Part III In The Continuing Series, “Back To Basics”.
How To Hold The Handgun Is Foundational To How Well You’ll Shoot It.
The grasp of the handgun is the interface between you and the machine. If it isn’t right, you’ll never shoot your best. It’s only the gun hand that really controls the pistol or revolver; if the support hand gets there at all, it’s stabilizing the firing hand more than it’s stabilizing the handgun itself. Let’s look at key elements of the primary hand grasp, sometimes called “master grip” or “firing hand hold.”
Virtually every shooting coach and master shooter agrees that your gun’s barrel should be in line with your forearm, and the web of your hand should be high on the backstrap of your revolver, or high and tight into the grip tang of your semiautomatic pistol. The higher the hand, the lower the muzzle vis-à-vis the arm(s) behind it. The closer the axis of the gun barrel is to the line of the radius, the upper bone in your forearm, the less leverage the muzzle will have to climb upon recoil.
Because most designers built their handguns to be held this way, this also means the higher the hand, the more straight-back the natural movement of the trigger will be, reducing downward “jerks” that send the bullet south of its intended point of impact. With auto pistols, a too-low hand position allows so much handgun movement upon recoil that momentum, which should have been running the slide against the rigid abutment of a firmly-held frame, is dissipated, and the slide runs out of momentum. This can result in ejection failures and “stovepipes,” and failures of the slide to return to battery, either of which can prevent the next shot from being fired.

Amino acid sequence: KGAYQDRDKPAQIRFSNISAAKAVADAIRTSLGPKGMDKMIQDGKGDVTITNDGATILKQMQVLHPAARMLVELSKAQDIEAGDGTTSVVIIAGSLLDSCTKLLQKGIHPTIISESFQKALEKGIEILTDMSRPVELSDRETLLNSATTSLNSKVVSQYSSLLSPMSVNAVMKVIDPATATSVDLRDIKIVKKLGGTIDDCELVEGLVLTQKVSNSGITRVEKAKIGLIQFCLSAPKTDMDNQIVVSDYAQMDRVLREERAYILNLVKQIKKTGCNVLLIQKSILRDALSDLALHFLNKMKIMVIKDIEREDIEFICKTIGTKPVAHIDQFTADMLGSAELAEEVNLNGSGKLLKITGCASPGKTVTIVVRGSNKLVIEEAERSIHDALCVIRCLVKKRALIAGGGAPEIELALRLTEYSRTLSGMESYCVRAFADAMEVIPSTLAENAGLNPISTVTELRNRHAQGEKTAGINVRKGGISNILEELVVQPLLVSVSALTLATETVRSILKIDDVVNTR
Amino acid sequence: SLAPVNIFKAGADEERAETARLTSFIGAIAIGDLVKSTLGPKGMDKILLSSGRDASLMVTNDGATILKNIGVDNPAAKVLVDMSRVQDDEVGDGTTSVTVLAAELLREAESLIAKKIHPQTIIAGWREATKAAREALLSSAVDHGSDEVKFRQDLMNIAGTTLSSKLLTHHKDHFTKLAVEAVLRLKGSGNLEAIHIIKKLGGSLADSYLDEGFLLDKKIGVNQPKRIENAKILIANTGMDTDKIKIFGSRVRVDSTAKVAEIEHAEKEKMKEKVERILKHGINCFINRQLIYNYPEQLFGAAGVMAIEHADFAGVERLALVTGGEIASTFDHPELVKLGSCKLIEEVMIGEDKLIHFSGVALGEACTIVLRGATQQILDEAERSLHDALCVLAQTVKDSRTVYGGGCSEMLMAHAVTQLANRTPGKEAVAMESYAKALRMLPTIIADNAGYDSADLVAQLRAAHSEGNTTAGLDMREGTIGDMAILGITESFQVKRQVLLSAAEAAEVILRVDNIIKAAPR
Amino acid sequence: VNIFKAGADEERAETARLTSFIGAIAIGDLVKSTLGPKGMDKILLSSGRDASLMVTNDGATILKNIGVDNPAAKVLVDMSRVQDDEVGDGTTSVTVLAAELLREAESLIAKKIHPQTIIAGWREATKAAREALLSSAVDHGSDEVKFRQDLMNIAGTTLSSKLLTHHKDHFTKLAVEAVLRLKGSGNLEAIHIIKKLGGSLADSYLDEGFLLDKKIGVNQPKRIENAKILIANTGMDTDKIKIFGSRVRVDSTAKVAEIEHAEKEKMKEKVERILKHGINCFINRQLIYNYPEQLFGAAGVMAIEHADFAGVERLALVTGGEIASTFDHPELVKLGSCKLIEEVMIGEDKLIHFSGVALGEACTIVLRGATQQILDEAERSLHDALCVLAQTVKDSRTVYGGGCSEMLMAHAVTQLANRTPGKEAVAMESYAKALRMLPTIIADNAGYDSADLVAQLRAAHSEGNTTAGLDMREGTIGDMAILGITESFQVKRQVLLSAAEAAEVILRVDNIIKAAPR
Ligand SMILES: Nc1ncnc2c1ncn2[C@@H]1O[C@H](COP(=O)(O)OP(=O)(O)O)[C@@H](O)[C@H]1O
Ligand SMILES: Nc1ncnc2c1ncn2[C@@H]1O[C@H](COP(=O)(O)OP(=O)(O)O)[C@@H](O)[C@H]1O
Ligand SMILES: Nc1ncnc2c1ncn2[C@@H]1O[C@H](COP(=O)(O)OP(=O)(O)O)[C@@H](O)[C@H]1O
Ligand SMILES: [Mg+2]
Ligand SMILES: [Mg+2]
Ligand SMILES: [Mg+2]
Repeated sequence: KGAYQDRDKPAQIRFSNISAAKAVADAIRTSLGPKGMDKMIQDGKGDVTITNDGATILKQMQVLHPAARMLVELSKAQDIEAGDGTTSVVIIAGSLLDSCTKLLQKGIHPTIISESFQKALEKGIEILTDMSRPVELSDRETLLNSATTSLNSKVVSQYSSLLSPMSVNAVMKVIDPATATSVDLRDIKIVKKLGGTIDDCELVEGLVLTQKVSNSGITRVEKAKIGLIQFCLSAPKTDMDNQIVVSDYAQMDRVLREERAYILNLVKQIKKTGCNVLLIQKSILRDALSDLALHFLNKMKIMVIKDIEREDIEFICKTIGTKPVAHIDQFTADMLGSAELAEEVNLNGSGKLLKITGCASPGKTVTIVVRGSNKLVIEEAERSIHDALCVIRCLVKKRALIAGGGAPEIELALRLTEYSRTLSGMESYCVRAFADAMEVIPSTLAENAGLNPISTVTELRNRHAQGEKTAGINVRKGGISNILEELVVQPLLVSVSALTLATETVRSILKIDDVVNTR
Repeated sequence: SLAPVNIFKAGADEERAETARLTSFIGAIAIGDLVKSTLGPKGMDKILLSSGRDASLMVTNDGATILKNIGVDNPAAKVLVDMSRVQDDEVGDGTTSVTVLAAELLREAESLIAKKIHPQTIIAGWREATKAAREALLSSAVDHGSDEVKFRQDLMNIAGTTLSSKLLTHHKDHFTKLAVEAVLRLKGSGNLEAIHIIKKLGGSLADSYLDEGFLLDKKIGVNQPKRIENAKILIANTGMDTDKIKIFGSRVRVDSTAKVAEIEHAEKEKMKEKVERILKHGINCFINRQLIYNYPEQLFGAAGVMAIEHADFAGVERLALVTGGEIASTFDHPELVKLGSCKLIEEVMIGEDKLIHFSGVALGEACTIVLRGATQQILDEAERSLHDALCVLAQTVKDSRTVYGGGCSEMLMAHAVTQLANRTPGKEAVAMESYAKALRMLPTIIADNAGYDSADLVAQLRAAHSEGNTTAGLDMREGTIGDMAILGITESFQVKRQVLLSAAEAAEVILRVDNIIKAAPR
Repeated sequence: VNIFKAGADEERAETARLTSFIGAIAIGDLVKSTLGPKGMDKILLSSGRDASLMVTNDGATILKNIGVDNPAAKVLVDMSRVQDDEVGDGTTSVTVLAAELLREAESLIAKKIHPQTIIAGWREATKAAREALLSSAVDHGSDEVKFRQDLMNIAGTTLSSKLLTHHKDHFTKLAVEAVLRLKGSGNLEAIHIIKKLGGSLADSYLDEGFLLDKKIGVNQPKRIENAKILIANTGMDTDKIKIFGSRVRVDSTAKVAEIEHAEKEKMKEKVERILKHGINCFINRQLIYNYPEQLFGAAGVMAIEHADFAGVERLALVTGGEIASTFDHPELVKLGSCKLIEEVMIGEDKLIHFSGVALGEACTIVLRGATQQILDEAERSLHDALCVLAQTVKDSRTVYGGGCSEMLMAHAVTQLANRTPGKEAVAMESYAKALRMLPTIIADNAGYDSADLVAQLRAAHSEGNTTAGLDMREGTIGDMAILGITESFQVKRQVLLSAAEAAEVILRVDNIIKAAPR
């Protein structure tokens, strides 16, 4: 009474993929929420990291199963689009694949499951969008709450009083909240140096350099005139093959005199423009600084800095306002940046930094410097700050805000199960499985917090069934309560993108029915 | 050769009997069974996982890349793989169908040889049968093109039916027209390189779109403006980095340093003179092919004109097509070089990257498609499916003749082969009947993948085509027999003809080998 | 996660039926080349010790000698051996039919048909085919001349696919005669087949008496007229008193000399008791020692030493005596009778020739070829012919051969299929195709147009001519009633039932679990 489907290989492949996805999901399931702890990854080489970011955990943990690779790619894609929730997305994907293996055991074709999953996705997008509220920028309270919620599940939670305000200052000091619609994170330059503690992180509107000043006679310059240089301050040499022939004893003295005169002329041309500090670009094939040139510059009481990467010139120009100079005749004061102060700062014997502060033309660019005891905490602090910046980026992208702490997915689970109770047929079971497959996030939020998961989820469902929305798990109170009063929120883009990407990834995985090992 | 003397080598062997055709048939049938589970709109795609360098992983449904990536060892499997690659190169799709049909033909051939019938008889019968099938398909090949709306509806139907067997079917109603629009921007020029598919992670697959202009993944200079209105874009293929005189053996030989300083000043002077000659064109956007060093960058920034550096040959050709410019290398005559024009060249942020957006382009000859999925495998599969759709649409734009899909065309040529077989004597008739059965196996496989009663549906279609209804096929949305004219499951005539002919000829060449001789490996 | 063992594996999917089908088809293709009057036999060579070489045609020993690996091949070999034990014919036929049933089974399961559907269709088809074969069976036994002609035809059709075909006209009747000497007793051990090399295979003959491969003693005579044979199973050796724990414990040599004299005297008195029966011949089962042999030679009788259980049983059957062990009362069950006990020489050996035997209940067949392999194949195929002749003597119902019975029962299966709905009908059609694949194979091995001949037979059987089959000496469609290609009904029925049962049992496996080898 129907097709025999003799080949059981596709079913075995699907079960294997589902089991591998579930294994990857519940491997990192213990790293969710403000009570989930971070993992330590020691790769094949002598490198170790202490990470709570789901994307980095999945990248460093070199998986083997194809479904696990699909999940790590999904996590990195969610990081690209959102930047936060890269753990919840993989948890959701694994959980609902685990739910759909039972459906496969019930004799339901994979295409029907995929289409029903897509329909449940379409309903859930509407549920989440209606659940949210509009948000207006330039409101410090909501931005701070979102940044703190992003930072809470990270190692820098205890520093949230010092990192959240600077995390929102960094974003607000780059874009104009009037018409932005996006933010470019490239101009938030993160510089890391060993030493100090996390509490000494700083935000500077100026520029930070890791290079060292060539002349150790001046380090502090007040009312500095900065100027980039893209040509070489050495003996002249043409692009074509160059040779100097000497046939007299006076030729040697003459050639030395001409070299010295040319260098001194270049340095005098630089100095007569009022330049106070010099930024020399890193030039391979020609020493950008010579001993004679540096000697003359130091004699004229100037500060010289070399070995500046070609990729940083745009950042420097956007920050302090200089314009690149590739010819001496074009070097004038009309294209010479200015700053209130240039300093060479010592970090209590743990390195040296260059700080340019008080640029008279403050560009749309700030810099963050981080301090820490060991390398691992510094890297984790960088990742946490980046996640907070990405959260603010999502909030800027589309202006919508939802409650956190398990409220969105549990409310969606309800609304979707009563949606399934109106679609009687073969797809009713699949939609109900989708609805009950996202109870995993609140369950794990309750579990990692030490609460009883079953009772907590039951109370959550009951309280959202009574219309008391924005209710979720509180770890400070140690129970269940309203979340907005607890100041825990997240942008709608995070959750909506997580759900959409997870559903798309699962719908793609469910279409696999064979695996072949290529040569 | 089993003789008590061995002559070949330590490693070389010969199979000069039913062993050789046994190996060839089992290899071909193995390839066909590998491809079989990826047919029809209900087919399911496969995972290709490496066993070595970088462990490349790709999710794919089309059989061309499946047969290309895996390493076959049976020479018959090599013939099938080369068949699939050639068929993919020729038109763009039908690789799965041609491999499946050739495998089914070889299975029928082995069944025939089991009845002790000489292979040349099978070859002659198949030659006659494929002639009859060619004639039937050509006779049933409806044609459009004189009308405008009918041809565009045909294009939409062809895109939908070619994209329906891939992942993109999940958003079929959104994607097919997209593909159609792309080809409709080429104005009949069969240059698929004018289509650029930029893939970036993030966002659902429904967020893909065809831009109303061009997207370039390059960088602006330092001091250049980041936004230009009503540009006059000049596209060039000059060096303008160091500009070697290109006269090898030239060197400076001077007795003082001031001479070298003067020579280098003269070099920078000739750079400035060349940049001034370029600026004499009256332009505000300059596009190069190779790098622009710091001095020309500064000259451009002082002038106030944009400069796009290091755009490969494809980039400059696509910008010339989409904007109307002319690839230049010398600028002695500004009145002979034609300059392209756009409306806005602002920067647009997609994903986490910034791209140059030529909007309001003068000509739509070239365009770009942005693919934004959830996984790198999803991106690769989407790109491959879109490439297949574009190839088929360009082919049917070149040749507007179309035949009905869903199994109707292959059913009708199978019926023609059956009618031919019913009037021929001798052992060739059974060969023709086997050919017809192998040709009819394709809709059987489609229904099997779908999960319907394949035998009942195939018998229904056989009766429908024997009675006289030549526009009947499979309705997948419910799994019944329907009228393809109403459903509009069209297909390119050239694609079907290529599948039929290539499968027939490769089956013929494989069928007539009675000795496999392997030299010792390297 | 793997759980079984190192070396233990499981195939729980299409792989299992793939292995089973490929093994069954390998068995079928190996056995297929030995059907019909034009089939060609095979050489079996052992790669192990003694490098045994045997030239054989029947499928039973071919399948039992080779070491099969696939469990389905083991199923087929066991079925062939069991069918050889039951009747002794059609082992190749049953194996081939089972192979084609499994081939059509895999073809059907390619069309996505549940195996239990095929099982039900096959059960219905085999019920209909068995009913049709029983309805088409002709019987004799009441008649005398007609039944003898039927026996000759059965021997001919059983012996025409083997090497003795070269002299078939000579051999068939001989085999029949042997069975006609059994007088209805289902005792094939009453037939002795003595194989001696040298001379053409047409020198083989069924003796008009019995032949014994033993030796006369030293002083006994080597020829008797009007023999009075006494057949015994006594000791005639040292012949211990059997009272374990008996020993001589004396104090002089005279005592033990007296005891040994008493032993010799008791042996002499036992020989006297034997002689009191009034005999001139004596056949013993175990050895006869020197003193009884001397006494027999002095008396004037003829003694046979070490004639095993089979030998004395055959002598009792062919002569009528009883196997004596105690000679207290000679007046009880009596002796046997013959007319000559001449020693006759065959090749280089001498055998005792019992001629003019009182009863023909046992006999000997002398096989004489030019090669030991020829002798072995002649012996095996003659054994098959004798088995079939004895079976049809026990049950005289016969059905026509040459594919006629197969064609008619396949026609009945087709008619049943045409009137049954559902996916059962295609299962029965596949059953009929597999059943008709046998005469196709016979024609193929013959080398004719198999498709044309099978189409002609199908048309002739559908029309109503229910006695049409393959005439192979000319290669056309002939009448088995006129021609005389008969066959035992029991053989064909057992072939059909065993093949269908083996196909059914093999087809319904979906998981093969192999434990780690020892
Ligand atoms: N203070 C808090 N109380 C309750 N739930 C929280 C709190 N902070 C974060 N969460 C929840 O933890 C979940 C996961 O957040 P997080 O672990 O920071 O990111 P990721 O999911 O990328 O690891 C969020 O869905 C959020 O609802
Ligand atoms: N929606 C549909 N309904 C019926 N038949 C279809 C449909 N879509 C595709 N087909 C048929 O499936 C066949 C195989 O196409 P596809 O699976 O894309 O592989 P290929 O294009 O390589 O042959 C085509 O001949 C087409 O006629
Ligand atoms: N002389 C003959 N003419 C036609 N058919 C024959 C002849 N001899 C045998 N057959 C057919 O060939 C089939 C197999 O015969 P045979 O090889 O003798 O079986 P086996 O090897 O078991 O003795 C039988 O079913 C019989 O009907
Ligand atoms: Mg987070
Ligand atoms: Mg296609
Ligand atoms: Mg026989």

Having the barrel in line with the forearm is important for similar reasons. In that grasp, there are literally feet of flesh and bone directly aligned against the recoil impulse, resulting in surer auto pistol cycling and faster return of revolver or pistol alike to the point of aim. If the hand is twisted on the gun and only the thumb joint is aligned behind the line of recoil—called the “h-grip,” because the hand in this awkward position describes a lower-case letter “h”—the shooter has only a fraction as much “hand and body into the gun.” Recoil once again goes out of control, and reliability of autoloaders will suffer.
By Massad Ayoob
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